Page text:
Sunday, March 7, 2010

Book: Children of the Killing Fields

Today I finished the book "Children of the Killing Fields - Cambodia's road from the of the country from terrorism to the tourist paradise".
A really well written book about the different aspects of Cambodias history and culture. Learned from each page of this book a lot and it is really written in a excellent style, good to read.

Thirty years after the end of the reign of terror of the Khmer Rouge in Cambodia, a special tribunal has been negotiated in Phnom Penh for their crimes. At least 1.7 million people and thus nearly one quarter of the population fell to the Communists, the fanatical regime of terror victims, who sought to catapult the East Asian country literally back into the Stone Age.
"Deep darkness will lie down on the people of this nation. The country will be ruled by barbarians who know no religion. And to survive, only the dumb and the deaf." That is a centuries-old prophecy that has been with the regime of Pol Pot and his henchmen gruesome reality. They systematically depopulated the cities, killed business, education, citizens, artists and intellectuals, whom they identified in doubt, the spectacles, wiping out entire families, or - what amounted to the same - they forced them to forced labor in the rice fields, where they are under miserable conditions slaved to death. Piled three feet high in some places the bones of those slaughtered in the bloody mud of the infamous "Killing Fields". After brief four years it was all over and nothing more than before.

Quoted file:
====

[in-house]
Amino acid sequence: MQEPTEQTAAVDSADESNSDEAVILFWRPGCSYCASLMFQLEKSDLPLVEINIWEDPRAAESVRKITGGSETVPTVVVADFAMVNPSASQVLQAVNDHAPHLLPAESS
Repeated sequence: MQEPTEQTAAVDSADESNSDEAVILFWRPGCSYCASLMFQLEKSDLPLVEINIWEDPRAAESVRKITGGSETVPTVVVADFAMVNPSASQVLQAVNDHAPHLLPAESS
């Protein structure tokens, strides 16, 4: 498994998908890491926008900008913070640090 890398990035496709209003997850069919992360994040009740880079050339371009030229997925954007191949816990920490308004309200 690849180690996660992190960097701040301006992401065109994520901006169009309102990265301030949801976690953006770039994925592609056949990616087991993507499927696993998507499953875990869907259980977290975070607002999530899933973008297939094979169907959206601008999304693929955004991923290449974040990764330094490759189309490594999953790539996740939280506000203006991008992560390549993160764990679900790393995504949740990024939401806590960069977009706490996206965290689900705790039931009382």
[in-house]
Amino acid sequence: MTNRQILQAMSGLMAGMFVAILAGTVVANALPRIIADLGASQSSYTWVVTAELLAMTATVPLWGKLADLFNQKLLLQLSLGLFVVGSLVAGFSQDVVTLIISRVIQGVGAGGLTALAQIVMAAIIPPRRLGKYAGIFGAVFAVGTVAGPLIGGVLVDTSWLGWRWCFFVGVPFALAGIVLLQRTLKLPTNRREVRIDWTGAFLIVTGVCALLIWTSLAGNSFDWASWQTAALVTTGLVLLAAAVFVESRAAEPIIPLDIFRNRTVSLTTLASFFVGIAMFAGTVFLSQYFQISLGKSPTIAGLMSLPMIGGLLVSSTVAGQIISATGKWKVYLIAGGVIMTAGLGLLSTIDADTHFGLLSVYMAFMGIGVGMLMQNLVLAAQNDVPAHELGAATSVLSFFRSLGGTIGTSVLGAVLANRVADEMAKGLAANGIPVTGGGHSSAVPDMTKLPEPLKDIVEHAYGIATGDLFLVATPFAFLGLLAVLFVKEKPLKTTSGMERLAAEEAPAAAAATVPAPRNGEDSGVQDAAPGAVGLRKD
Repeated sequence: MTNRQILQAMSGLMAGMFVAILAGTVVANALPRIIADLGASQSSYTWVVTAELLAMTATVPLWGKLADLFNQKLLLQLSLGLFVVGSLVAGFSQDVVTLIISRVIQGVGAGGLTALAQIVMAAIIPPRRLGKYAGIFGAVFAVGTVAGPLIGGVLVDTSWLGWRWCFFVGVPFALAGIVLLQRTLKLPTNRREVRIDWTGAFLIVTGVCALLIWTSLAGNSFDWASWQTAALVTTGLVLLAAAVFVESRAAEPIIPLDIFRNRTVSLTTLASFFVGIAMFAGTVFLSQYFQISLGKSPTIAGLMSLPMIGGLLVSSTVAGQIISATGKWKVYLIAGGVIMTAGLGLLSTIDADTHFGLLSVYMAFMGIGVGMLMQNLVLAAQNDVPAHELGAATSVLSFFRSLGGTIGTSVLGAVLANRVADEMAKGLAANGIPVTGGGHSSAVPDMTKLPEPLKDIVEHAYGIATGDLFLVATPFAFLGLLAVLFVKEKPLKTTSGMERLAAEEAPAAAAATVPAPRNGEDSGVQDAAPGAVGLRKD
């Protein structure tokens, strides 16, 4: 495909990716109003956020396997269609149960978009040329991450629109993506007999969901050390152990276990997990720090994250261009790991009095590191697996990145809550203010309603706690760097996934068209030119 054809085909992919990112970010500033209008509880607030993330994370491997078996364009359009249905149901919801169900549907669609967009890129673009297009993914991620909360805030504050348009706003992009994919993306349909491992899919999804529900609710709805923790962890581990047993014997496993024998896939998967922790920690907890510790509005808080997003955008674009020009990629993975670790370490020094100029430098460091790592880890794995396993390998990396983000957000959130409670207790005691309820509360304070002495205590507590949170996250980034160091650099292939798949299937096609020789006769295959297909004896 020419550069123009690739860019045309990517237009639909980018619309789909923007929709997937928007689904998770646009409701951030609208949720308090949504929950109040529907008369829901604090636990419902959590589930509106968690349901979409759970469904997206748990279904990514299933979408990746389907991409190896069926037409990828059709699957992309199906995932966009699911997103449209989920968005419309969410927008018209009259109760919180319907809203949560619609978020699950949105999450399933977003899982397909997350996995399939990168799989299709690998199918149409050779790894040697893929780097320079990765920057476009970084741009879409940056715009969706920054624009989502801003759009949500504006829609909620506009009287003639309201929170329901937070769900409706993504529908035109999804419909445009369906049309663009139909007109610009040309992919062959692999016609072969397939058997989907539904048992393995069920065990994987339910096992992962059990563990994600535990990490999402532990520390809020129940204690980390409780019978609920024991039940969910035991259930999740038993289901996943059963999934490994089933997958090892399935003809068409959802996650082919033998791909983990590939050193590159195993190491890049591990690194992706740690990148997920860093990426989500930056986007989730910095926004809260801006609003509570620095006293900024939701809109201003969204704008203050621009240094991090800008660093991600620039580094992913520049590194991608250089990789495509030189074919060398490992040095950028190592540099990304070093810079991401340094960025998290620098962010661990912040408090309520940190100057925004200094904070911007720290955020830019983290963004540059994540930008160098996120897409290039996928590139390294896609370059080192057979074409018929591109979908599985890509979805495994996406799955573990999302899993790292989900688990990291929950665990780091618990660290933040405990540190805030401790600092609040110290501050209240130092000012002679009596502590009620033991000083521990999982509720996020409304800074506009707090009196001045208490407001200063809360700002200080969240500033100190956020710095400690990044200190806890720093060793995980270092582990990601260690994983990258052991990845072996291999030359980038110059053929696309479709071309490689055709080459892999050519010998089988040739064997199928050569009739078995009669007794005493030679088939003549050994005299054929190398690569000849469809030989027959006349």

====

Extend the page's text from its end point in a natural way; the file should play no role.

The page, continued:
Spiegel correspondent Erich Follath reveals the darkest chapter in the history of Cambodia. He lets followers, victims and survivors have their say, but also tracks down former criminals, mass murderers and torturers. Thus he speaks about with family members of Pol Pot and even the old King Norodom Sihanouk, one of the most colorful figures in the history of Cambodia. A plausible explanation for the horror Follath must remain ultimately pled guilty. But one thing is clear when reading his brilliantly written book: the reclamation of what happened even three decades later has only just begun.

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